HPS::SprocketPath sprocketPath(canvas, canvas.GetAttachedLayout(), view, model);


    // set B-rep compression to Medium
    // use tessellation compression

    // the IntRectangle specifies the area of the page this model will use
    pageKit.SetAnnotation(annotationKit, IntRectangle(50, 562, 50, 742));

    HPS::Publish::File::ExportPDF(documentKit, filename, Publish::ExportOptionsKit());

IMPORTANT: The filename parameter in HPS::Publish::File::Export must include a fully-qualified path, or the export will fail.

Exporting With a Template

A PDF template is a special type of PDF file that might contain text fields, graphics, and blank areas that you can fill in with your data in order to compose a complete file. In Visualize, templates are manipulated using the HPS::Publish::PageKit object.

A few sample templates are included with the HOOPS Publish package. This particular example is using BOM_A4Table_L.pdf. Whenever you are working with templates, you need to know beforehand the internal names of the fields that you want to fill in with data (there is no way to programmatically enumerate the field names). The template file in this example was generated using the source file found at <PUBLISH INSTALL DIR>\samples\publish\publishsource\BillOfMaterial\BillOfMaterial.cpp, and the field names can be found inside that file.

To export with a template, you would follow the steps in the previous snippets, but add the following template export code to your calls to HPS::Publish::PageKit. This code example will put the Visualize model into the “My3DWindow” field:

        HPS::Publish::PageKit templateKit;
        templateKit.SetTemplateFile("<path to template file>");

        // see note below about the "_1" suffix
        templateKit.SetAnnotationByField("My3DWindow_1", annotationKit);

        // filling out a few of the template's text fields
        templateKit.SetTextValueByField("DocumentTitle_1", "BILL OF MATERIALS");
        templateKit.SetTextValueByField("Part NameRow1_1", "Turbine engine");
        templateKit.SetTextValueByField("SupplierRow1_1", "Tech Soft 3D");


        HPS::Publish::File::ExportPDF(documentKit, filename, Publish::ExportOptionsKit());

You may have noticed the “_1” suffix on the field names. The suffix indicates the page number of the PDF that you’re exporting to. So, to export to page 2, you would use a suffix of “_2”. In this way, you have control over the data that gets inserted at the page level. This example only has one page, but the field suffix is required nonetheless.

Exporting a Subtree

It is possible to export specific subtrees of a scene to a 3D PDF document, instead of having to export the whole model. To do this, you must use one of the HPS::AnnotationKit::SetSource methods and build a path to the segment you wish to export. SetSource accepts one of:

  • HPS::SprocketPath

  • HPS::KeyPath

  • HPS::KeyPathArray (for exporting multiple paths)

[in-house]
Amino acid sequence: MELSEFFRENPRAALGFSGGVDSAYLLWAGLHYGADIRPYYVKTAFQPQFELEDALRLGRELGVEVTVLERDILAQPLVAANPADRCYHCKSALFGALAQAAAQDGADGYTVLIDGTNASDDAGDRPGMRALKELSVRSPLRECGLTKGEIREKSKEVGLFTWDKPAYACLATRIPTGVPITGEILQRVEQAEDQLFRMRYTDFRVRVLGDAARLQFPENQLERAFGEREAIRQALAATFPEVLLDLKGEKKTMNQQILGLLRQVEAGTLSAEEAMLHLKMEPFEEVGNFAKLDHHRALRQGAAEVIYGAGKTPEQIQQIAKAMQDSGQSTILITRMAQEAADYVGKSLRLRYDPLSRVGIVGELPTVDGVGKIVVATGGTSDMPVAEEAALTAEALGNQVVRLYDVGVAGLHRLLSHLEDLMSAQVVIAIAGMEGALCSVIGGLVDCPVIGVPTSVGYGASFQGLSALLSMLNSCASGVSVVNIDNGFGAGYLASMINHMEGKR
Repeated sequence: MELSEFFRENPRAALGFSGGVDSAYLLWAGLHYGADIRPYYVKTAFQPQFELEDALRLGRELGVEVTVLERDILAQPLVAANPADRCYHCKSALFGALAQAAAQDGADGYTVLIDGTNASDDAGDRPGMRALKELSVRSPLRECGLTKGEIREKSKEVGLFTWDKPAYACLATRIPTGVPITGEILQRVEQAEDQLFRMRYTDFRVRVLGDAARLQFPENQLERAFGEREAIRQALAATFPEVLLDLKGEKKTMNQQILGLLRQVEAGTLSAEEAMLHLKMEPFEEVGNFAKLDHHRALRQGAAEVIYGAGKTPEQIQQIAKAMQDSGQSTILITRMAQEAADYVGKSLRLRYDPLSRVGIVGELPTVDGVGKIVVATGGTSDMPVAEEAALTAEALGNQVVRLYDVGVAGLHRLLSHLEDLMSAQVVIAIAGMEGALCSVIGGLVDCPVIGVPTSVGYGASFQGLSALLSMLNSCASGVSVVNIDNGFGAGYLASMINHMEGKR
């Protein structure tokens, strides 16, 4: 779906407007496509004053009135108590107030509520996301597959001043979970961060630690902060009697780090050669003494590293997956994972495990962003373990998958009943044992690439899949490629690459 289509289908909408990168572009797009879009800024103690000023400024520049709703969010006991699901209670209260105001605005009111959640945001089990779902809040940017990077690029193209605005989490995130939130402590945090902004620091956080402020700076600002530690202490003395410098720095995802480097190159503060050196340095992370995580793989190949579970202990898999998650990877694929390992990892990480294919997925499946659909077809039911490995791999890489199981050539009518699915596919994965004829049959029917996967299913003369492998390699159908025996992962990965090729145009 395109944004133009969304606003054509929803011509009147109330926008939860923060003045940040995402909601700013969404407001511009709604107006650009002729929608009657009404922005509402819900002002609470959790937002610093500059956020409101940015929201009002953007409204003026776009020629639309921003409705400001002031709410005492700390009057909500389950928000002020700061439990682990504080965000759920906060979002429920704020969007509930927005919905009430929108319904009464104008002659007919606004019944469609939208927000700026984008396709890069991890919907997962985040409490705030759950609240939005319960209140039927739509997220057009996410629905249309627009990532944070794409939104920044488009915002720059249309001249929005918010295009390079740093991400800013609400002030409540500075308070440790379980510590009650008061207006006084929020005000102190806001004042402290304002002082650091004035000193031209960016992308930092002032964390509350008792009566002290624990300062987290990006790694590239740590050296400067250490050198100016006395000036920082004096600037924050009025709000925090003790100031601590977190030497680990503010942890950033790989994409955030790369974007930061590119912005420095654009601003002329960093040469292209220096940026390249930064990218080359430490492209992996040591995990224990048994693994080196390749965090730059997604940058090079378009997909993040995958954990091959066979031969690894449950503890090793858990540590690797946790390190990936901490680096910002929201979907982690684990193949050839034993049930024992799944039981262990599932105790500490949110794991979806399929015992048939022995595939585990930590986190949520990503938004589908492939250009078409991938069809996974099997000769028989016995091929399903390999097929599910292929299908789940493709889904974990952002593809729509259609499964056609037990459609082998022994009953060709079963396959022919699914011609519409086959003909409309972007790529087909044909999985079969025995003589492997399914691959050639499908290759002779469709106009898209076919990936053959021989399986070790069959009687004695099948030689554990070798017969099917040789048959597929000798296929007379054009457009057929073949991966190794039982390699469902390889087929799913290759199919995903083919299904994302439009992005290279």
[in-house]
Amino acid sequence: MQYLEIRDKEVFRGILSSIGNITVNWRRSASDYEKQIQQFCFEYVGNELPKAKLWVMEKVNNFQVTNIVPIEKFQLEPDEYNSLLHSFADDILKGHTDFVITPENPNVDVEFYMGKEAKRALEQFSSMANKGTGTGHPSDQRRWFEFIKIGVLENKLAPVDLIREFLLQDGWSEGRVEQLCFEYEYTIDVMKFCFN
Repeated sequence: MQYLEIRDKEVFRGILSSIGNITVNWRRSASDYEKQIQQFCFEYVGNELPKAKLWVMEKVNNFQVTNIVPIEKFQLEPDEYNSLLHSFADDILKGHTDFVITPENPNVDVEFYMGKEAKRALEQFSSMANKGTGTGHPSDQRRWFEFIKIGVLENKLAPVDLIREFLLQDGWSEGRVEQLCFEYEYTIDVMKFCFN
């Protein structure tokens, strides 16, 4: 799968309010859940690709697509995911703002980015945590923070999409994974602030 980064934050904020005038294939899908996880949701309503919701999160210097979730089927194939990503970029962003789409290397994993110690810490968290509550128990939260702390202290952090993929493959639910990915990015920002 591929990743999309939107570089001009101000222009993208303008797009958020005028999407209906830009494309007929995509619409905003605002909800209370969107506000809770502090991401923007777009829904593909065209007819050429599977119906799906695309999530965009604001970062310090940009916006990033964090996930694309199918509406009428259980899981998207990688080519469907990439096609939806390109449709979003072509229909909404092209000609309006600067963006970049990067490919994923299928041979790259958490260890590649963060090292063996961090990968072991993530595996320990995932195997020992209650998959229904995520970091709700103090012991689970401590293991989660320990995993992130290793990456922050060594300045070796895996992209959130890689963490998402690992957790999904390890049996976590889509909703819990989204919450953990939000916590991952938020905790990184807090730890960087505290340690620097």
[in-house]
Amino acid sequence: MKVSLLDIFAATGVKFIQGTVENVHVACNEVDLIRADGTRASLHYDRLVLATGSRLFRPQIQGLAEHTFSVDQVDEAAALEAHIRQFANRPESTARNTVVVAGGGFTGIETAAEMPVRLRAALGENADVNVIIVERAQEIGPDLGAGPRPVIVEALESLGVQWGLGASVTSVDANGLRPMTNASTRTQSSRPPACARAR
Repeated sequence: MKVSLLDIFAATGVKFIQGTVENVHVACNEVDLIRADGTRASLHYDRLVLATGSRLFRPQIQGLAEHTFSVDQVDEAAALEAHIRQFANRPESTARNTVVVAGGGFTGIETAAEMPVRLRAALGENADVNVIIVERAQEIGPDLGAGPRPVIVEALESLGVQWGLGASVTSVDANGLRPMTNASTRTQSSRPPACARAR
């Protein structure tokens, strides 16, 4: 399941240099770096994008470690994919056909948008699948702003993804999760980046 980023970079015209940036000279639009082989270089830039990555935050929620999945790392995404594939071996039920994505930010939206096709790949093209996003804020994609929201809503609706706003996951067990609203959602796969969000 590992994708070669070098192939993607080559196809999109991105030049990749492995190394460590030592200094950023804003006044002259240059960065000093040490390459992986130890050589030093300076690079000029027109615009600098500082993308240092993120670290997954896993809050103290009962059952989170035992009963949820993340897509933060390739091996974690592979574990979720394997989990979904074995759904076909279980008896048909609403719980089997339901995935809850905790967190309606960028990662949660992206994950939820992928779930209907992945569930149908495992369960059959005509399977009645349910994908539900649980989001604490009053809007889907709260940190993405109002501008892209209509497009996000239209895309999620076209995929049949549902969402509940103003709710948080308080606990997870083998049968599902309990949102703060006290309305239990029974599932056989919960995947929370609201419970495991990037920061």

This example demonstrates how to export using a HPS::KeyPathArray:

    // get the path of the part you want to export
    HPS::KeyPathArray path = HPS::Component::GetKeyPath(componentModel[0]);

    // set the path on the AnnotationKit
    Publish::AnnotationKit annotationKit;

    // for this simple example, a default ExportOptionsKit is used
    HPS::Publish::File::ExportPDF(annotationKit, output_filename, HPS::Publish::ExportOptionsKit());



Buttons can be added anywhere on the page. Size is specified with a rectangle - all other options are set in the HPS::Publish::ButtonKit.

    // add button to the page
    Publish::ButtonKit buttonKit;
    buttonKit.SetLabel("This is a page button")
        .SetTextColor(RGBColor(0, 0, 0))
        .SetFillColor(RGBColor(0.5f, 0.5f, 0.5f))
        .SetName("execute_button"); // setting the name of the button is required!

    pageKit.AddButton(buttonKit, HPS::IntRectangle(0, 120, 400, 450));

Button logic is handled with Javascript that you add to the PDF document’s HPS::Publish::PageKit.

    HPS::Publish::PageKit myPageKit;

    // ... create buttons

    // specify Javascript as a string
    myPageKit.SetJavaScriptActionByField("execute_button", myJavascriptSource, HPS::Publish::Source::Type::Code);

    // source the Javascript from a file - "myJavascriptSource" is a file name
    myPageKit.SetJavaScriptActionByField("execute_button", myJavascriptSource, HPS::Publish::Source::Type::File);


In HOOPS Publish, tables added to PDF documents are defined in HTML and styled with CSS. A HPS::Publish::TableKit is required when inserting tables. The TableToPDF module used to create Tables is now deprecated and will be dropped by the end of year 2024.

    HPS::Publish::TableKit tableKit;
    tableKit.SetHTML(myHTML_source); // specify HTML source
    tableKit.SetHTMLStyle(myCSS_source); // specify CSS source

Tables can be filled with data hard-coded in the HTML, or you can fill the fields programmatically:

    HPS::Publish::TextKit textKit;
    textKit.SetColor(RGBColor(1, 0, 0)).SetFont(HPS::Publish::Text::Font::Name::Courier).SetSize(12).SetText("My table text");

    // set text in row 1, column 1
    tableKit.SetText(1, 1, textKit);

Additionally, buttons can be added to tables in the following way:

    HPS::Publish::ButtonKit button_kit;

    buttonKit.SetLabel("button 1")
        .SetName("b1"); // setting a name is required!

    tableKit.SetButton(2, 1, button_kit);

Slide Tables

A slide table is an HTML table that can be scrolled using buttons. Slide tables are defined in HTML, just like normal tables. HOOPS Publish expects a “previous” button, and a “next” button to control the scrolling. You do not need to write logic for the slide table buttons - it is written automatically by HOOPS Publish. The TableToPDF module used to create Tables is now deprecated and will be dropped by the end of year 2024.

    HPS::Publish::SlideTableKit slide_table;

    // buttons are specified by name using ButtonKit::SetName
    slide_table.SetButtons("previous_button", "next_button");

    pageKit.AddSlideTable(slide_table, IntRectangle(45, 0, 0, 520));

Modifying PDF Files

So far, we have talked about building and exporting PDF files, but HOOPS Publish also allows you to open, inspect, modify, and write a PDF that already exists. To create an in-memory copy of a PDF, use the following code:

    HPS::Publish::DocumentKey myDocumentKey = HPS::Publish::File::CreateDocument(filename);